Today was one of the most volatile days for stock markets. The Sensex opened at 37,278.89 which rose to 37,489.24 during initial hours of the trading but soon it took a great plunge of 1,495.6 points and crashed to the low of 35,993.64. Later on it recovered some lost ground and closed at 36,841.60 registering a fall of 279.62 from the day's opening.
Some of the banking as well as housing finance companies stocks saw severe beating today which dragged the markets down. Among housing finance companies, Dewan Housing Finance (DHFL) stock was the worst performing. Today DHFL share opened at the price of Rs 615.60 and saw a huge decline of 42.43% and by the end of the day it closed at Rs 351.55. Many other HFC stocks also fell to record low level during the day. HFC stocks such as Indiabulls Housing Finance cracked 14.84 per cent, Reliance Home Finance fell 18.30 per cent, Gruh Finance fell 17.66%, Repco Home Finance dropped 12.08 per cent, PNB Housing Finance saw a fall of 9.23%, LIC Housing Finance fell by 14.84 per cent and Bajaj Housing Finance saw a fall of 19.96% per cent.
As per media reports, the selloff in DHFL was the primarily triggered by a rumour that DHFL is likely to see a downgrade in its debt papers as one of the prominent mutual fund house sold papers worth Rs 200-300 crore of DHFL at discount. The market feared of a poor liquidity in the debt market. This triggered a major selloff in housing finance companies and Dewan Housing Finance was one of the worst affected. However, experts feel there is no reason for panic and housing finance companies are in a good position.
"This is one kind of an impact that has happened and I don't see anything that has changed overnight for housing finance stocks which could justify such correction," Rahul Shah, Vice President, Group Leader-Equity Advisory, MOFSL. "I don't see any pain in the papers of the good rated companies. Mostly they are very strong, or have very strong parents," he added.
Experts believe that IL&FS default has also dented the sentiments regarding the liquidity conditions in the market. But these are short-term volatility and investors shouldn't worry about it. "The uncertainty surrounding future of IL&FS and therefore liquidity conditions are souring sentiment. Though these issues appear to be transient they can be a source of significant volatility in the short term," said Vinay Khattar, Head, Edelweiss Investment Research.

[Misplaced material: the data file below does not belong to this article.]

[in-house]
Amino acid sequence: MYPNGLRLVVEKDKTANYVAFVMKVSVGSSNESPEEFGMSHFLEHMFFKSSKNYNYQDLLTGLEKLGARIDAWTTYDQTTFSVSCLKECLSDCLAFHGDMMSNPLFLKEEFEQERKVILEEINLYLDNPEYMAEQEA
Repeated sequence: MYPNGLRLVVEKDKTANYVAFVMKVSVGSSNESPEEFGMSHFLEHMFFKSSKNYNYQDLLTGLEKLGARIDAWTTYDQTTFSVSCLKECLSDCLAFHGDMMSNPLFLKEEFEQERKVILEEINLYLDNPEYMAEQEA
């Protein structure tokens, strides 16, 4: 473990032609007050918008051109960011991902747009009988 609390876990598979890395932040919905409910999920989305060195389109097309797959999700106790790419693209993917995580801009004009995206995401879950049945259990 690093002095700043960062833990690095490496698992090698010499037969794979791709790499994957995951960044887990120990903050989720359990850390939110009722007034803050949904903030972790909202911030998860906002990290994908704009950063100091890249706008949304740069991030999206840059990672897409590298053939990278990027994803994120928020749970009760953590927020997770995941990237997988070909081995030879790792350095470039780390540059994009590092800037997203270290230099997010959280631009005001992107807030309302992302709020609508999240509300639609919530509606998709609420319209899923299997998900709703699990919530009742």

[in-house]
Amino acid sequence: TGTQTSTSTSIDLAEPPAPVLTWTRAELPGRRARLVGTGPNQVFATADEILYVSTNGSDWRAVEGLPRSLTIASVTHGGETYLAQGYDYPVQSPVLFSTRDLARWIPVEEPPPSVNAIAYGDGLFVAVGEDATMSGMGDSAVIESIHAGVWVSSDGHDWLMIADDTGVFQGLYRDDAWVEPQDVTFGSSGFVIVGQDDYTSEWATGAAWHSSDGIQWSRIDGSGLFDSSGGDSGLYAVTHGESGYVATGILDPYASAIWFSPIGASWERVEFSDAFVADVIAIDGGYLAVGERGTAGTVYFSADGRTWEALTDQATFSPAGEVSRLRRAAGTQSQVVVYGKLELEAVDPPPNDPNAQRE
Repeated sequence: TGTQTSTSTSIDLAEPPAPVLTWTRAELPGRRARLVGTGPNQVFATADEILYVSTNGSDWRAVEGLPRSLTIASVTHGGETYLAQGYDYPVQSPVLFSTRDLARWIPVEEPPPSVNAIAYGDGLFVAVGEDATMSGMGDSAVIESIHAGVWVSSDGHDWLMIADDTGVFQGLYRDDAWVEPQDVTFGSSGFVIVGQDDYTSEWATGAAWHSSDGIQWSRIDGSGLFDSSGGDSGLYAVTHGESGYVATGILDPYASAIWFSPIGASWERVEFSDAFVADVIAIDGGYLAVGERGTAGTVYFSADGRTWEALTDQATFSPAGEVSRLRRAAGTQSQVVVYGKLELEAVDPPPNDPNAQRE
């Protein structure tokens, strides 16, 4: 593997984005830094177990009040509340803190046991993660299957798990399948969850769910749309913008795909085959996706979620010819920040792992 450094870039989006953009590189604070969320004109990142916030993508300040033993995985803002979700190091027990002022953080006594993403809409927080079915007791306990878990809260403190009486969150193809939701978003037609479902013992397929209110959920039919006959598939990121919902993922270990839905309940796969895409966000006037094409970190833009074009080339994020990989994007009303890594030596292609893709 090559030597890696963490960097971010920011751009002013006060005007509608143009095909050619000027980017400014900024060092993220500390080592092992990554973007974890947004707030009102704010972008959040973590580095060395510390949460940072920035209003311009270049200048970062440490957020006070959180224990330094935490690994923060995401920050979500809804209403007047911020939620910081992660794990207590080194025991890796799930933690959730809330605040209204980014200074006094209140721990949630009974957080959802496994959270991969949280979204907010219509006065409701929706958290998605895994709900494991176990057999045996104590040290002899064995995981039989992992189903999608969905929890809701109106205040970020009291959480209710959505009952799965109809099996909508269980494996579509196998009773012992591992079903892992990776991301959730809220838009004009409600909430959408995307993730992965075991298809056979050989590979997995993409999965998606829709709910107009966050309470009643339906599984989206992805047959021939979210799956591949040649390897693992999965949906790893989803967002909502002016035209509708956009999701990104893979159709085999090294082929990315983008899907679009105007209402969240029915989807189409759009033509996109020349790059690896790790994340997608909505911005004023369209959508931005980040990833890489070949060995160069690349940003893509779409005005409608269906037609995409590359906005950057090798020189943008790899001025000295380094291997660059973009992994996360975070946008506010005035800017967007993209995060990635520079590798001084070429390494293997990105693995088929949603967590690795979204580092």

DHFL CMD Kapil Wadhawan has come out with clarifications that the company has no exposure to IL&FS Group and the debt papers of the company haven't seen any downgrade. "Our borrowing is well diversified with a banking consortium of 31 banks, NCDs, CPs, ECB and masala bonds. We are one of the deposit taking HFC with a public Deposit portfolio of Rs10803 crores. Our ratings on any of our debt instruments or fixed deposits are neither under watch nor there is any down grade in the existing credit rating. DHFL enjoys high credit rating of CARE AAA (Triple A) and has been assigned BWR AAA from Brickworks Rating. There is also no regulatory issue or concern with respect to the company," said Mr Wadhwa in a press release.
He also clarified on the asset quality of the company. "Our Asset quality is strong and we have registered lowest NPAs in the industry and have reported Gross Stage 3 Loan Assets (equivalent to Gross NPA%) at 0.93%. The testimony of our investor's trust in the organization was proven by 3 successful NCDs," he added.
In terms of asset quality majority of Housing finance companies are better placed than some of the troubled banks which are grappling with the non-performing assets (NPAs) problem. Housing finance companies lend with tangible collateral and their NPAs are much lower than most of the banks. One of the best performing banks HDFC had a gross NPS of 1.30 per cent in the quarter ending March 2018 so DHFL with less than one per cent of gross NPA does not appear to be bad. The gross NPA of many other HFCs barring a few like HUDCO, are well within the reasonable range and less than 2% while many of the troubled banks have registered gross NPAs in double digits.
Therefore, there is no apparent reason for investors who have invested in HFCs to get into panic. You may utilise this correction to review your exposure into HFC stocks and build up your positions in good HFC stocks, believe experts.